3. Answer the question:  If I never do “x” again, what would I try instead?
  4. Implement your new idea

Often, we make progress simply when we stop doing the things that aren’t working. And that’s something we can do immediately. So do this now, and if you’re feeling brave – let me know in the comments what your answers to this exercise were. Make it social and make it real.

How to Enjoy Anything: A Simple 3-Step Formula

A large part of our days are filled with monotonous, routine tasks.

Chores around the house, shopping, banking. Hardly the sort of stuff to get one’s heart pumping, with the adrenaline-spiking, pupil-dilating sort of excitement a lot of us could sorely benefit from.

But what if it could? What if we could make the ordinary, extraordinary?

Well I have great news, today you’re going to discover one of my favorite techniques for enjoying anything, and the 3 simple steps you can take to make it happen.

Ready?

Eating Humble Pie

When I was growing up, I was an extremely picky eater. My palate consisted of cereal (which I usually ate 3x a day), some fruit, plenty of meat, eggs, nuts, and potato chips – as well as any other form of deep fried potato.

Long story short – dishes with multiple ingredients were basically out. And about half of the things we would classify as “food” today.

It seemed like I was locked out of the extreme ends of the “healthy food” spectrum. I didn’t enjoy toxic concoctions such as Coke or hot dogs, but nor did I consume much in terms of vegetables, with carrots being the notable exception due to their sweetness.

Hell. I didn’t eat pizza until I was 13, when the peer pressure became so much that I simply caved and ate it anyway.

But my favorite one: When I was around 8 years old, my grandfather had to bribe me with $5 to try rice.

Normally people avoid rice because it’s bland and boring. I, on the other hand, thought it was going to be gross.

It wasn’t until I was in university that I decided to get a handle on this – partially for social reasons partially for health reasons, and partially psychological – I didn’t want this limitation.

So I picked a target to pick as my new food passion, to obsess over and incessantly glorify: Corn.
With my family, I’d be melodramatic about how much I loved our fine yellow friend, while maintaining an underlying seriousness that was unwavering.

I loved corn.

And I made sure the world knew.

Of course, at the start I didn’t particularly enjoy it, but all the dramatic “mmmms” and consistent extolling of it’s virtues (“absolutely delectable with a bit of melted butter and salt”) changed my mind rather quickly.

In matter of weeks, corn became a legitimate favorite of mine.

Which was somewhat ironic, because after I read about the Paleo diet I basically stopped eating it.

But the floodgates had opened. I became more ambitious, adding broccoli and kale to my smorgasbord of innovative delicacies.

Now, I eat – quite literally, probably 5x as many foods as I used to – though I admit I haven’t made a complete list.

All because I changed the way I acted and ran my mind.

And the great part that making life easy and fun is…easy and fun!

Here are the 3 keys to succeeding with your new outlook.

1) Be Ridiculously Enthusiastic:

Positivity has been shown to improve our ability to learn, and apparently this doesn’t only apply to history facts or algebra. Forming new connections in the mind happens faster when we’re positive and engaged.

And positivity goes beyond thinking – it’s the way we use our voice (think: tone and pitch), hold our bodies, move, and so on. Thinking is important too, of course, but acting the part sends our minds the message that this is real, and our thoughts had best reflect the reality.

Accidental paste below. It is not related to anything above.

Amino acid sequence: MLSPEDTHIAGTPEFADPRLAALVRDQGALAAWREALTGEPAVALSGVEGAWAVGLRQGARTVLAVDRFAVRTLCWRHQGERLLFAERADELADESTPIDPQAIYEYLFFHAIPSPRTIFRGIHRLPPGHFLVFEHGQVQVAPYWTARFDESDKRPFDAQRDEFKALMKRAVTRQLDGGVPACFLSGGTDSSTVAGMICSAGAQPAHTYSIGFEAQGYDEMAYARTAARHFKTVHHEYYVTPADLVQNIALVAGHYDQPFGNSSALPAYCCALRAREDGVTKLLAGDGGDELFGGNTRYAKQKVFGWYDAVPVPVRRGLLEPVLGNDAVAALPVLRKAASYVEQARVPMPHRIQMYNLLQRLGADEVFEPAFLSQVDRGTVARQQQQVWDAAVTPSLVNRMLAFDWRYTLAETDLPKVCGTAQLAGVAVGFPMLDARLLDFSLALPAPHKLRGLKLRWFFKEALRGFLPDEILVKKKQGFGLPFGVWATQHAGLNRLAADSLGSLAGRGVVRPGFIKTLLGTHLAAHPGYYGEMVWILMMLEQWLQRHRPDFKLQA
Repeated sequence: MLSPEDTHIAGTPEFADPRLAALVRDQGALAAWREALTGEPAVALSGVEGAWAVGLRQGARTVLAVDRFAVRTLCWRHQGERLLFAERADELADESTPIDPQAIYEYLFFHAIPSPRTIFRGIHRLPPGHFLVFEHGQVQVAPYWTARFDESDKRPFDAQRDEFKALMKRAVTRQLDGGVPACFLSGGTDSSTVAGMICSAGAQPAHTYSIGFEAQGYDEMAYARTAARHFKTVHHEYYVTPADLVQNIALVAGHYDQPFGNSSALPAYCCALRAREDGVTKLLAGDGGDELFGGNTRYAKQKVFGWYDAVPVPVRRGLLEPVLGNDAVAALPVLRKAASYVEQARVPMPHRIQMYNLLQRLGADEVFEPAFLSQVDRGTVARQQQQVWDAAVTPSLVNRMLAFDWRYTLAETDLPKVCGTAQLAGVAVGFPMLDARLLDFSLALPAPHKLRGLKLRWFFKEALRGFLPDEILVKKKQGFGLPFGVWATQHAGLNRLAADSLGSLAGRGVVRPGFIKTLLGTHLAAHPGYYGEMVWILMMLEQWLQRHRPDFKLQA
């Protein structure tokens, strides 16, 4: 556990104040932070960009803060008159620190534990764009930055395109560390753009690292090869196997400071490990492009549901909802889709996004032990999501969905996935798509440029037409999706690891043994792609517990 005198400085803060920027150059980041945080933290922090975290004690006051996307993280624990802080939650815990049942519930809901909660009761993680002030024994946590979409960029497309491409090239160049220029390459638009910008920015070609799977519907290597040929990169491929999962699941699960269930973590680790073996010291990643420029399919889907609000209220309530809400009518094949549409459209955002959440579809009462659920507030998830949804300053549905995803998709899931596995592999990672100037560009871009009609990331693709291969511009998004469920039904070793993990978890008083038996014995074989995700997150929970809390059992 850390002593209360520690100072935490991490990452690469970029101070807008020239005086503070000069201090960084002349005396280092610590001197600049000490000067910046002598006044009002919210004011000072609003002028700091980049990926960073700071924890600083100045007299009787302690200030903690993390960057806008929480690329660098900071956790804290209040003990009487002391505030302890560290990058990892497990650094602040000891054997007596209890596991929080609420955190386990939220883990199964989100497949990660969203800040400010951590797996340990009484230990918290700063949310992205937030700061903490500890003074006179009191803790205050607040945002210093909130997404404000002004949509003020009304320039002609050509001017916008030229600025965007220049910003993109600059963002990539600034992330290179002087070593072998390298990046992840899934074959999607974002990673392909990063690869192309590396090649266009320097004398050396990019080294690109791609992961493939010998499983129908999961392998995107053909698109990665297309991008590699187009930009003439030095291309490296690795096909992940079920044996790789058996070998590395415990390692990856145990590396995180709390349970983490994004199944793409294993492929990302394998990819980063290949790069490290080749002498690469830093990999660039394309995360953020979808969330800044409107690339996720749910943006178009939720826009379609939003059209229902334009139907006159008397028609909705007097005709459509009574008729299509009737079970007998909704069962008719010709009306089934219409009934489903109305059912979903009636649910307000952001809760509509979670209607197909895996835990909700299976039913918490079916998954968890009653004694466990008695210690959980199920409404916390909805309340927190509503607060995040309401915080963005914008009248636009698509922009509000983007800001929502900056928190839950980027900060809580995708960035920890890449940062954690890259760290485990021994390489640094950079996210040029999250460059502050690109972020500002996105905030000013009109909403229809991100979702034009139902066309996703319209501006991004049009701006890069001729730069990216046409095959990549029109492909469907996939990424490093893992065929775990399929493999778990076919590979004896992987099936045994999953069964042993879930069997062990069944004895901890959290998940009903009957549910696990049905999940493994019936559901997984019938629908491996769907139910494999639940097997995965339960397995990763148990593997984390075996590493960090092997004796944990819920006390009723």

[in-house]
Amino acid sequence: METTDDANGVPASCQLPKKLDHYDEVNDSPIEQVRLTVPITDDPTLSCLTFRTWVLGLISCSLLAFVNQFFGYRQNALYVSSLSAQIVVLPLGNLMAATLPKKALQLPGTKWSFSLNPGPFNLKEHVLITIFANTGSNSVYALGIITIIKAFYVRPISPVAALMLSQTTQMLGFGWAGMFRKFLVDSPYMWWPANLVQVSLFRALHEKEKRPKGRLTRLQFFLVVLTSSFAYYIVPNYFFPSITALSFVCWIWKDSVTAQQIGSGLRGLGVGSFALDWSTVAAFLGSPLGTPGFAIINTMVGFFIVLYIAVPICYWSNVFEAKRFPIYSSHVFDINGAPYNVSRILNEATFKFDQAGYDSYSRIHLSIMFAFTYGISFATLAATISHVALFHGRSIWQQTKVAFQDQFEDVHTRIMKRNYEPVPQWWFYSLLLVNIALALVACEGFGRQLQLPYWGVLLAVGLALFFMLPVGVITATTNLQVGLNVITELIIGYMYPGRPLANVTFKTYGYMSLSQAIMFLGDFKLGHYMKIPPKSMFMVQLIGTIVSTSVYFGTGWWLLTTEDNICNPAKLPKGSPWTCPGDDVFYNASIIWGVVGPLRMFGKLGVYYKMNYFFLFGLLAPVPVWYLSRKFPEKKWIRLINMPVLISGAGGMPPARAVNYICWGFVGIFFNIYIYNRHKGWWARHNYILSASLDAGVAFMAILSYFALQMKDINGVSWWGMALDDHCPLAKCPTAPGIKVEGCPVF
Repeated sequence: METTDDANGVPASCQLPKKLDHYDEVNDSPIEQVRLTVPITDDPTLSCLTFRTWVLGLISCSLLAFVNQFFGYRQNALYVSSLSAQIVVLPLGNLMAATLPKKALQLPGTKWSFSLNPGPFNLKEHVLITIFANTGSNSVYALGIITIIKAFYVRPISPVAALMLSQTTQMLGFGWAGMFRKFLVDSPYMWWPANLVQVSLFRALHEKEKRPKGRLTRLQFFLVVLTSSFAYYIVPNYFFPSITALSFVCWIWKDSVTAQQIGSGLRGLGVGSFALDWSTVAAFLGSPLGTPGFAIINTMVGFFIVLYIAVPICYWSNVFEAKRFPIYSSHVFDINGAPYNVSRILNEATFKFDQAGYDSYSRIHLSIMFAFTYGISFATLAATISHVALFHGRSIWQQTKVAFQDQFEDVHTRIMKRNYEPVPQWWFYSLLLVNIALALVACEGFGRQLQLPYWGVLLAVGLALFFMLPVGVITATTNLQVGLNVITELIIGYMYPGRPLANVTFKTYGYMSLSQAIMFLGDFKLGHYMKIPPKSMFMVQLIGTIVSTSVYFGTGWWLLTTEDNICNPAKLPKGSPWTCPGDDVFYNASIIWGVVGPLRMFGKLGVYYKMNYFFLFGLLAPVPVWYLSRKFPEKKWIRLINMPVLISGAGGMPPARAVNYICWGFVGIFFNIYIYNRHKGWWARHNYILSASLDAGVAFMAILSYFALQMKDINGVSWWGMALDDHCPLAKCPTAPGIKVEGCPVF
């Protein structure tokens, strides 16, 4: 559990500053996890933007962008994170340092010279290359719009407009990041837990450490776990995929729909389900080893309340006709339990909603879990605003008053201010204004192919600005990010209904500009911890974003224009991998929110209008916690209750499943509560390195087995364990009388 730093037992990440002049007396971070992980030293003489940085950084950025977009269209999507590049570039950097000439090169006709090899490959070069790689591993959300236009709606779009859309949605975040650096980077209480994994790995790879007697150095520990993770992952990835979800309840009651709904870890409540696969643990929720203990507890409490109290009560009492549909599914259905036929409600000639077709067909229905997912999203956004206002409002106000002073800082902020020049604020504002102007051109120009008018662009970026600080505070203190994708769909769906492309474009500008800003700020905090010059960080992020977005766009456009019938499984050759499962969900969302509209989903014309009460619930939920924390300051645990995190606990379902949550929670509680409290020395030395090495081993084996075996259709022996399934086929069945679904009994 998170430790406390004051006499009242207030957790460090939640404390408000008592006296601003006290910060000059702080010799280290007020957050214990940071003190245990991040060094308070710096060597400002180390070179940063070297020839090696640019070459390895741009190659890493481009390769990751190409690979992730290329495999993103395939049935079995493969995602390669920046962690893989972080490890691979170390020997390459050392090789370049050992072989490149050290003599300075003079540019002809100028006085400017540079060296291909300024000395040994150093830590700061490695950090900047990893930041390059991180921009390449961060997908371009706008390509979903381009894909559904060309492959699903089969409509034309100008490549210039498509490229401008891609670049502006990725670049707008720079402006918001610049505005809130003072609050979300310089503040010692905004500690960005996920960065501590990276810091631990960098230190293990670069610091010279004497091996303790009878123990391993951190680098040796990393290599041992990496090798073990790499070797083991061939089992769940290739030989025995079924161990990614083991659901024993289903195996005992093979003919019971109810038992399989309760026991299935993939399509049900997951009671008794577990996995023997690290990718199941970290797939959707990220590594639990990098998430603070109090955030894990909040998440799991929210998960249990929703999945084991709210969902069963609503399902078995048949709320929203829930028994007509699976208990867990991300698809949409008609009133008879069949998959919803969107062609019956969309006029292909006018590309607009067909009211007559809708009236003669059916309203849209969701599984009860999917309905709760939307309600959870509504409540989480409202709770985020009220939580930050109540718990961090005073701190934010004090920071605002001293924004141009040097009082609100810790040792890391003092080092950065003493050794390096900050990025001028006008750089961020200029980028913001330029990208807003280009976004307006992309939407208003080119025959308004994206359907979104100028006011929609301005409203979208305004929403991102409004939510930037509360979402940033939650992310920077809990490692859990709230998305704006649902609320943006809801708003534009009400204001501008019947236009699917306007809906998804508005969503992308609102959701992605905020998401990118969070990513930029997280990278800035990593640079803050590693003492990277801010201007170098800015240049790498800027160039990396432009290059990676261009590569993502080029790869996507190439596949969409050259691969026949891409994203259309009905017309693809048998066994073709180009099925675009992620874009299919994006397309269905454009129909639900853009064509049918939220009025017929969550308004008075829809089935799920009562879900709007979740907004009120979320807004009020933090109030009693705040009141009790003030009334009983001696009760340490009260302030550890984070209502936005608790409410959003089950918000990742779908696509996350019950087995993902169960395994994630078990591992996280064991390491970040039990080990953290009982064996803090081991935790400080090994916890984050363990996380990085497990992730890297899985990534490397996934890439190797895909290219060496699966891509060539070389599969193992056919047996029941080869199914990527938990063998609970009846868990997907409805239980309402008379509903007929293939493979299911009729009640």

2) Be Silly…Almost:

I picked something that I would find internally amusing to fawn over. I mean really, who in their right mind would obsess over corn. I also did this with doing the dishes with Katia in our St. Petersburg apartment.

With the dishes it worked even better, because this is a chore that most people try to avoid. I got a lot of pleasure just from breaking the expectation that dishes = annoying and boring housework.
Sometimes I would sing while I cleaned them. And I remember telling Katia once, “you’re so sweet letting me play while you do all that work setting up the movie.”

Maybe it sound strange, but it works. I also love doing dishes.

3) Be consistent:

Once I chose a target, whether it was corn, broccoli, kale, or doing dishes, I was consistent with my message, both externally and internally.

I never told the world how much I loved corn while internally grumbling about how much it sucks.

That sort of incongruity will prevent the sort of rapid transformations I experienced.

Flossing may not be the most pleasant thing to do, but if you’re consistent about your message, you can say you love it, act as if you love it, and you will end up loving those 5 minutes before bed when you take care of your oral hygiene.

The point is, there are so many of these little activities and innocuous matters of taste that affect the quality of experience we have.

I think – why not try to enjoy everything. If I’m going to have to scrub the scum off the bathtub, repair a window, eat liver & onions (which I actually love, by the way), stand in long lines and do bureaucratic nonsense – then I figure I have the options of hating every minute or loving every minute.

Why not choose love?

The great thing is that you can develop this attitude as a habit and apply it anywhere – and the more you do it the easier it will become.

Expect it to be the most challenging the first time. Doubts are okay. Inaction isn’t.

Maybe you start like I did, with a fairly soft target. Corn was hardly a big stretch for my taste buds to accept as pleasant. For you that might mean a small activity like brushing your teeth or changing the bed sheets.

But a massive change in quality of a single, small activity has compound benefits, for your good mood will trickle in to your next endeavor, just as a bad or neutral mood would have, and make that experience better too.

This is, so far as I know, one of the fastest ways to make life easy and fun.

So pick your target, one activity that you want to turn into an irrational passion, and commit to making it an absurdly enjoyably part of your day.

Let me know what you chose in the comments below.